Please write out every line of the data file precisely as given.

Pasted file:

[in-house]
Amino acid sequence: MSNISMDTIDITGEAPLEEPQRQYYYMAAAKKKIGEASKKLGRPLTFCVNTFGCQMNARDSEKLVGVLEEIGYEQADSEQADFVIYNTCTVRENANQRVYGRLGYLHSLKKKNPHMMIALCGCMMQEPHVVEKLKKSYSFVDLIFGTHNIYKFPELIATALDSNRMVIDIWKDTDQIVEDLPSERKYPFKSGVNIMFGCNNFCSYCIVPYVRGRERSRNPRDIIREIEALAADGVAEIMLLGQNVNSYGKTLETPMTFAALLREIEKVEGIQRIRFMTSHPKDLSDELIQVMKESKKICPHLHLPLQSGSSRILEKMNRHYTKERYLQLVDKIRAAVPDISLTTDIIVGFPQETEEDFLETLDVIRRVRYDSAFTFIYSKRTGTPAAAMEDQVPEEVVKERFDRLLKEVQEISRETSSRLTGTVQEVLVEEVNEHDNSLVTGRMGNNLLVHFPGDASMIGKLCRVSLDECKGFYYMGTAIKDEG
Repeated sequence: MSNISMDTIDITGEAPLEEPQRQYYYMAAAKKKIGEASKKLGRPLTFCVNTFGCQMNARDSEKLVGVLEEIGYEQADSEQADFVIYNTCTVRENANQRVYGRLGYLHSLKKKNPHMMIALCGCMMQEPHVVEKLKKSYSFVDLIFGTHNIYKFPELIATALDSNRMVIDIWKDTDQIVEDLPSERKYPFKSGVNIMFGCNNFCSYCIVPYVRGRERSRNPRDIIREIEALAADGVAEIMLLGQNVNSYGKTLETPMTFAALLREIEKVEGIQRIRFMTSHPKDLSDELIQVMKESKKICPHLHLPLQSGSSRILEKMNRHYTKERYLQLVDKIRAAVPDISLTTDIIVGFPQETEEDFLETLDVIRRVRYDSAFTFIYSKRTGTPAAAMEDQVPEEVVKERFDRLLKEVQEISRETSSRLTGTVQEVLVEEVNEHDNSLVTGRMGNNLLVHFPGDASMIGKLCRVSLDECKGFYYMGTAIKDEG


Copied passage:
[in-house]
Amino acid sequence: MSNISMDTIDITGEAPLEEPQRQYYYMAAAKKKIGEASKKLGRPLTFCVNTFGCQMNARDSEKLVGVLEEIGYEQADSEQADFVIYNTCTVRENANQRVYGRLGYLHSLKKKNPHMMIALCGCMMQEPHVVEKLKKSYSFVDLIFGTHNIYKFPELIATALDSNRMVIDIWKDTDQIVEDLPSERKYPFKSGVNIMFGCNNFCSYCIVPYVRGRERSRNPRDIIREIEALAADGVAEIMLLGQNVNSYGKTLETPMTFAALLREIEKVEGIQRIRFMTSHPKDLSDELIQVMKESKKICPHLHLPLQSGSSRILEKMNRHYTKERYLQLVDKIRAAVPDISLTTDIIVGFPQETEEDFLETLDVIRRVRYDSAFTFIYSKRTGTPAAAMEDQVPEEVVKERFDRLLKEVQEISRETSSRLTGTVQEVLVEEVNEHDNSLVTGRMGNNLLVHFPGDASMIGKLCRVSLDECKGFYYMGTAIKDEG
Repeated sequence: MSNISMDTIDITGEAPLEEPQRQYYYMAAAKKKIGEASKKLGRPLTFCVNTFGCQMNARDSEKLVGVLEEIGYEQADSEQADFVIYNTCTVRENANQRVYGRLGYLHSLKKKNPHMMIALCGCMMQEPHVVEKLKKSYSFVDLIFGTHNIYKFPELIATALDSNRMVIDIWKDTDQIVEDLPSERKYPFKSGVNIMFGCNNFCSYCIVPYVRGRERSRNPRDIIREIEALAADGVAEIMLLGQNVNSYGKTLETPMTFAALLREIEKVEGIQRIRFMTSHPKDLSDELIQVMKESKKICPHLHLPLQSGSSRILEKMNRHYTKERYLQLVDKIRAAVPDISLTTDIIVGFPQETEEDFLETLDVIRRVRYDSAFTFIYSKRTGTPAAAMEDQVPEEVVKERFDRLLKEVQEISRETSSRLTGTVQEVLVEEVNEHDNSLVTGRMGNNLLVHFPGDASMIGKLCRVSLDECKGFYYMGTAIKDEG